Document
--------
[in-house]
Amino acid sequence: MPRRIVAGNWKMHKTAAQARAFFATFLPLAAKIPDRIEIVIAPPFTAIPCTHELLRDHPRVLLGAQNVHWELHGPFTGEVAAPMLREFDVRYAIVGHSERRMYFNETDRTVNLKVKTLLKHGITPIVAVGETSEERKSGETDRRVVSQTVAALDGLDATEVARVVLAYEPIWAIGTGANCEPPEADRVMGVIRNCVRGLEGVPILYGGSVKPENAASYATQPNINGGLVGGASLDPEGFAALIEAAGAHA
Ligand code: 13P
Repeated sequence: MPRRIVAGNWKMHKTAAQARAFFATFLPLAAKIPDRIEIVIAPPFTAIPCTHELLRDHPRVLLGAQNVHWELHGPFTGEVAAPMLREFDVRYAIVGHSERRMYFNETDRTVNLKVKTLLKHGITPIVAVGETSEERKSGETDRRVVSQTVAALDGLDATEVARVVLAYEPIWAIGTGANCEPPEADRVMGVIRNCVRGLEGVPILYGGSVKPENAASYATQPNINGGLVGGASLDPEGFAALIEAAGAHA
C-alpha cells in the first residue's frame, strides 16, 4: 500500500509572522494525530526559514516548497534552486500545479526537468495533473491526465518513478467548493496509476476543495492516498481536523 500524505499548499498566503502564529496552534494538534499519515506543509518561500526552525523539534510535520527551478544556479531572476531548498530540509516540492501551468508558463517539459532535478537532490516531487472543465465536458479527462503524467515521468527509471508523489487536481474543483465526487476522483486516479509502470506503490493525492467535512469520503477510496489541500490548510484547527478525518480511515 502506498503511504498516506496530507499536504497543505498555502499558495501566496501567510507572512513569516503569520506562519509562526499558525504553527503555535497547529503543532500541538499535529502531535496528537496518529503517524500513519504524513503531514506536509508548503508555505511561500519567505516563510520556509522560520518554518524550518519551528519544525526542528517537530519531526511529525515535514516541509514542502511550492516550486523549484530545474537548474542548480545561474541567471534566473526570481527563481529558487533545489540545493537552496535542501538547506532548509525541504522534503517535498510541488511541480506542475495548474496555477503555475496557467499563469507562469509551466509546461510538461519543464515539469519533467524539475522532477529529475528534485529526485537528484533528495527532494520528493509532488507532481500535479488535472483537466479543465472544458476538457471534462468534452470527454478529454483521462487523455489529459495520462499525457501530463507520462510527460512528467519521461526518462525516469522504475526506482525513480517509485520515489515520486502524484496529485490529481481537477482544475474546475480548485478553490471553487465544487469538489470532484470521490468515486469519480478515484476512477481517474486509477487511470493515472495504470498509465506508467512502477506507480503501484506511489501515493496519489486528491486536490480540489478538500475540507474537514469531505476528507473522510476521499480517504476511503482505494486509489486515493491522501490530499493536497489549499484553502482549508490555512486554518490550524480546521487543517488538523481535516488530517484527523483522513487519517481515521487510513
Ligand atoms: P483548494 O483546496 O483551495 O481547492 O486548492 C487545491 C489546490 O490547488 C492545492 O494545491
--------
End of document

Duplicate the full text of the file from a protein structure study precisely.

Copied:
[in-house]
Amino acid sequence: MPRRIVAGNWKMHKTAAQARAFFATFLPLAAKIPDRIEIVIAPPFTAIPCTHELLRDHPRVLLGAQNVHWELHGPFTGEVAAPMLREFDVRYAIVGHSERRMYFNETDRTVNLKVKTLLKHGITPIVAVGETSEERKSGETDRRVVSQTVAALDGLDATEVARVVLAYEPIWAIGTGANCEPPEADRVMGVIRNCVRGLEGVPILYGGSVKPENAASYATQPNINGGLVGGASLDPEGFAALIEAAGAHA
Ligand code: 13P
Repeated sequence: MPRRIVAGNWKMHKTAAQARAFFATFLPLAAKIPDRIEIVIAPPFTAIPCTHELLRDHPRVLLGAQNVHWELHGPFTGEVAAPMLREFDVRYAIVGHSERRMYFNETDRTVNLKVKTLLKHGITPIVAVGETSEERKSGETDRRVVSQTVAALDGLDATEVARVVLAYEPIWAIGTGANCEPPEADRVMGVIRNCVRGLEGVPILYGGSVKPENAASYATQPNINGGLVGGASLDPEGFAALIEAAGAHA
C-alpha cells in the first residue's frame, strides 16, 4: 500500500509572522494525530526559514516548497534552486500545479526537468495533473491526465518513478467548493496509476476543495492516498481536523 500524505499548499498566503502564529496552534494538534499519515506543509518561500526552525523539534510535520527551478544556479531572476531548498530540509516540492501551468508558463517539459532535478537532490516531487472543465465536458479527462503524467515521468527509471508523489487536481474543483465526487476522483486516479509502470506503490493525492467535512469520503477510496489541500490548510484547527478525518480511515 502506498503511504498516506496530507499536504497543505498555502499558495501566496501567510507572512513569516503569520506562519509562526499558525504553527503555535497547529503543532500541538499535529502531535496528537496518529503517524500513519504524513503531514506536509508548503508555505511561500519567505516563510520556509522560520518554518524550518519551528519544525526542528517537530519531526511529525515535514516541509514542502511550492516550486523549484530545474537548474542548480545561474541567471534566473526570481527563481529558487533545489540545493537552496535542501538547506532548509525541504522534503517535498510541488511541480506542475495548474496555477503555475496557467499563469507562469509551466509546461510538461519543464515539469519533467524539475522532477529529475528534485529526485537528484533528495527532494520528493509532488507532481500535479488535472483537466479543465472544458476538457471534462468534452470527454478529454483521462487523455489529459495520462499525457501530463507520462510527460512528467519521461526518462525516469522504475526506482525513480517509485520515489515520486502524484496529485490529481481537477482544475474546475480548485478553490471553487465544487469538489470532484470521490468515486469519480478515484476512477481517474486509477487511470493515472495504470498509465506508467512502477506507480503501484506511489501515493496519489486528491486536490480540489478538500475540507474537514469531505476528507473522510476521499480517504476511503482505494486509489486515493491522501490530499493536497489549499484553502482549508490555512486554518490550524480546521487543517488538523481535516488530517484527523483522513487519517481515521487510513
Ligand atoms: P483548494 O483546496 O483551495 O481547492 O486548492 C487545491 C489546490 O490547488 C492545492 O494545491